If you have kids, you have dirty clothes. Stains—disgusting, untraceable stains—stains that appear as if by magic, stains that appear as you watch, those ice-cream drips falling in super-slow-motion, almost as if you could stop them. Stains on their clothes, on your clothes, on stainless-steel countertops. (Whuh?) Stains from food, from dirt, from grass, from blood and shit and piss and… what made that stain? I don’t even know.
Which is why you need a washer and a dryer—they are just about essential to urban parenting.
So, guess what I don’t have right now?
It’s not that I haven’t tried to replace the Frigidaire Gallery washer-dryer we used to have, which died a little over a month ago (though not before staining several loads of laundry with rust spots). I have tried. In fact, just over a week ago I bought a new washer-dryer, a stackable Whirlpool Duet (on sale for $998!), at the nearby Lowe’s, and arranged to have it delivered and installed today. I live in a fourth-floor walkup, I told the salesgirl; would that be a problem? Nope, she said, no worries, they deliver everywhere.
So, guess what turned out to be a problem this morning?
Look, I understand that delivery guys don’t want to haul 300-pound appliances up narrow stairways. But most of them (and the companies they work for) will do so for an extra fee. An extra fee I’m only too willing to pay—what’s another $100 or $150 on top of the $1,000+ I’m already spending?
No, what I’m pissed off about—so much that I’m wasting your time with this rant—is the incompetence of the salesgirl. She sells fucking appliances in fucking Brooklyn for a living, and she doesn’t know that 3P, the company Lowe’s contracts deliveries to, won’t carry appliances up past the 3rd floor! I mean, I can look up the fucking washer-dryer’s specs and reviews online—she doesn’t have to know anything about it whatsoever, except the price and how to get it into my goddamn apartment. That’s it! Nothing more! And she doesn’t even know that!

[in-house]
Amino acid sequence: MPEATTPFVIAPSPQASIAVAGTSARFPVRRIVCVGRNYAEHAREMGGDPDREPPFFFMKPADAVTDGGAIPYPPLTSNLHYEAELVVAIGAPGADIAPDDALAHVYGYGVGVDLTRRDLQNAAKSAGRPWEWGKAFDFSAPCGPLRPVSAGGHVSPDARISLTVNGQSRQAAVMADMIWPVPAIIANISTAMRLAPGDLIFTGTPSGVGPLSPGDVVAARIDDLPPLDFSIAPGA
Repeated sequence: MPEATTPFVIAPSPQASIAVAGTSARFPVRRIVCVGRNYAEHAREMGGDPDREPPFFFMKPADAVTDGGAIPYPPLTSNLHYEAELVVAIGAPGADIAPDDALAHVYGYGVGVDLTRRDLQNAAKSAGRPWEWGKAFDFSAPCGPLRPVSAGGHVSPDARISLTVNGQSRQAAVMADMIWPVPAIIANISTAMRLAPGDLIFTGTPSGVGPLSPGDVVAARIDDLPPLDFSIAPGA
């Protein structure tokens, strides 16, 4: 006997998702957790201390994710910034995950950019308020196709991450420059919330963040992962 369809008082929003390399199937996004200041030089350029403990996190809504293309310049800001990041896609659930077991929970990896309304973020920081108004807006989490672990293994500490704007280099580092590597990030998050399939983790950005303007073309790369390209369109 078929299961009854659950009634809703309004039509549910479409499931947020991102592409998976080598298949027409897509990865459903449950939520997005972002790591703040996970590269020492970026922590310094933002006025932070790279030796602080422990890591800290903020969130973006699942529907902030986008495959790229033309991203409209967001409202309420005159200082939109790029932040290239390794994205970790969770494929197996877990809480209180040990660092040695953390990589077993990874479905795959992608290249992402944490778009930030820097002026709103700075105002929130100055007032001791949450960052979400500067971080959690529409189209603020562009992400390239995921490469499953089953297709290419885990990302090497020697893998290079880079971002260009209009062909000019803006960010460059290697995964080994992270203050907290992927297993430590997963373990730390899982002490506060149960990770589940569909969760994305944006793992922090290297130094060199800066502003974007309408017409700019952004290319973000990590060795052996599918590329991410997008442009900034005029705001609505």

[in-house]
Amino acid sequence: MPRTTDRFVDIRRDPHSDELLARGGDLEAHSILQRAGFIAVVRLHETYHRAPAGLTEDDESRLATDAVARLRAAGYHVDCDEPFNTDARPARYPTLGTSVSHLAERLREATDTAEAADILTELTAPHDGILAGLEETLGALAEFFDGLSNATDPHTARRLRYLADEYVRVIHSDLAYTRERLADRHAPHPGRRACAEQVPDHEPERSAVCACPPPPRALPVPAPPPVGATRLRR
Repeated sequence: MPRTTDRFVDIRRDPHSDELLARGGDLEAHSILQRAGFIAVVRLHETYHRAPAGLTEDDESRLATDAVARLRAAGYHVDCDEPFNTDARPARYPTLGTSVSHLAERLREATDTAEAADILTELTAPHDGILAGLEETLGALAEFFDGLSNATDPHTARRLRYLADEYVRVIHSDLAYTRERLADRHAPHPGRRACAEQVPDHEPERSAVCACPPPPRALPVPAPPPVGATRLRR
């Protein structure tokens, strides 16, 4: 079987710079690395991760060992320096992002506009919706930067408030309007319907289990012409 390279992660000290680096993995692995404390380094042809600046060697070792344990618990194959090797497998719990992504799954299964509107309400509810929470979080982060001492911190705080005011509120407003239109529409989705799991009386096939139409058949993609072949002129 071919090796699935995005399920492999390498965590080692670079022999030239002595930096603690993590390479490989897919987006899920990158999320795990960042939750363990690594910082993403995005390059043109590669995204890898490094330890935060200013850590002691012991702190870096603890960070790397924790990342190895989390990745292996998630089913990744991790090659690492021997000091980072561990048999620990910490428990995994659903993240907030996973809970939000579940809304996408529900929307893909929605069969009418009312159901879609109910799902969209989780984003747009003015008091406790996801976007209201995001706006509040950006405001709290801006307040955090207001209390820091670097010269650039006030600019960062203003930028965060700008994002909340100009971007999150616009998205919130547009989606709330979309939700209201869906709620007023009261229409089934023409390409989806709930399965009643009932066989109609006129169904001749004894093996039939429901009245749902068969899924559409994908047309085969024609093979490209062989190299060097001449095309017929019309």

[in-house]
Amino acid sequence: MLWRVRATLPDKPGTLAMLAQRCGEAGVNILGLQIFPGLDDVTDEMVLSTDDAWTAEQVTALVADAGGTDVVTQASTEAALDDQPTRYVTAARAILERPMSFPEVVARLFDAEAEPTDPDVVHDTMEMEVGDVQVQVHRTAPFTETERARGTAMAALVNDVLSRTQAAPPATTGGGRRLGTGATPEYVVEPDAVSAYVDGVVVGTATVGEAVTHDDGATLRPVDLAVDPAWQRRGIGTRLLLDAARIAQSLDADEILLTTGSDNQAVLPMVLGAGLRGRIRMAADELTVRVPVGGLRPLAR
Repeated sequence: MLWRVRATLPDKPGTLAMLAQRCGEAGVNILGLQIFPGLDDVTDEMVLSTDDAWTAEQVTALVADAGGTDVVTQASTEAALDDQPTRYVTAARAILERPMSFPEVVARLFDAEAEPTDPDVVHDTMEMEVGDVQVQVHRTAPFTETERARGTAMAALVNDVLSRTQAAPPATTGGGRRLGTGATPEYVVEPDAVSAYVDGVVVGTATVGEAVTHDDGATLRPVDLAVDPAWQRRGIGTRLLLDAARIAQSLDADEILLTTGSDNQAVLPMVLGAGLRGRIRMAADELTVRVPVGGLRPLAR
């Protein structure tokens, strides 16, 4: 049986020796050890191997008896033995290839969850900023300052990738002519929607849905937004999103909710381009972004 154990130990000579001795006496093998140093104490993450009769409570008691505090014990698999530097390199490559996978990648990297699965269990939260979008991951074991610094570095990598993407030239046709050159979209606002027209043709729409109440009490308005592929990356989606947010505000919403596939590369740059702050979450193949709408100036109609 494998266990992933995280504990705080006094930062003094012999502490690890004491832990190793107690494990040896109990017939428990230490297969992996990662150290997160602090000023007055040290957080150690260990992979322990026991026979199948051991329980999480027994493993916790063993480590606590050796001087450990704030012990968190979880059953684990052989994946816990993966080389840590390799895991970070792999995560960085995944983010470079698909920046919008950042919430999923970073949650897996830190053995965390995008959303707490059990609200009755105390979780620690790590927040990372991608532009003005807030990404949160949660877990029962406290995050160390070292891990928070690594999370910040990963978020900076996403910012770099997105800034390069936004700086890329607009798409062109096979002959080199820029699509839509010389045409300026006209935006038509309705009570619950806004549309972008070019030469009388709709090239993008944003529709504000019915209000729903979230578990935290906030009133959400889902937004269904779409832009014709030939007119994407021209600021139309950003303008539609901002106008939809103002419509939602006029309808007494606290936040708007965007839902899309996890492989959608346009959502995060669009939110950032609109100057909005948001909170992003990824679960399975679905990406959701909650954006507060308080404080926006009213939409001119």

I’m doubly pissed, in fact, because while Lowe’s is a massive (and probably failing) corporation, with little need to treat its customers well. Ride Brooklyn, my neighborhood bike shop, is the exact opposite: a small business that needs customer loyalty. But Ride, too, has been fucking with me:
Sunday afternoon, I brought my bike in to get a blown-out tire replaced. It’ll take an hour, they told me on the phone. It’ll take an hour and 15 minutes, they told me in person. Fine, I said—and went off to do some shopping and drink a beer. Two hours later, I returned to find out they hadn’t even begun working on it. Texts started coming in from my wife (“Where are you? Baby us awake and asking fir you.” [sic]), and still I was waiting. Finally, at 5pm, three and a half hours after I brought the bike in, it was ready, presented to me with apologies, but only apologies.
Let me make this clear: I don’t care that my bike took three and a half hours to fix. If Ride had told me it would take that long, I’d’ve been happy—I could’ve gone home, had a nap, played with the kid, and returned at 5pm. Instead, the shop made me wait, and wait, and wait. If this were a one-time thing, I’d understand, but it happened not six weeks ago, too, when I bought my wife a bike: They kept promising it would be ready imminently, and we kept taking up space in their crowded premises.
I understand; they’re busy. Things come up. But they’re busy all the time, and things come up all the time. Shouldn’t they, after so many years in business and so many busy, things-coming-up days, be able to accurately predict how long a particular assembly or repair job should take? And if they can’t, maybe they should learn how?
It’s things like these that make me despair for America’s future. Are these businesses incompetent? Or just indifferent? I don’t know—I just want to ride my bike with clean underwear for once.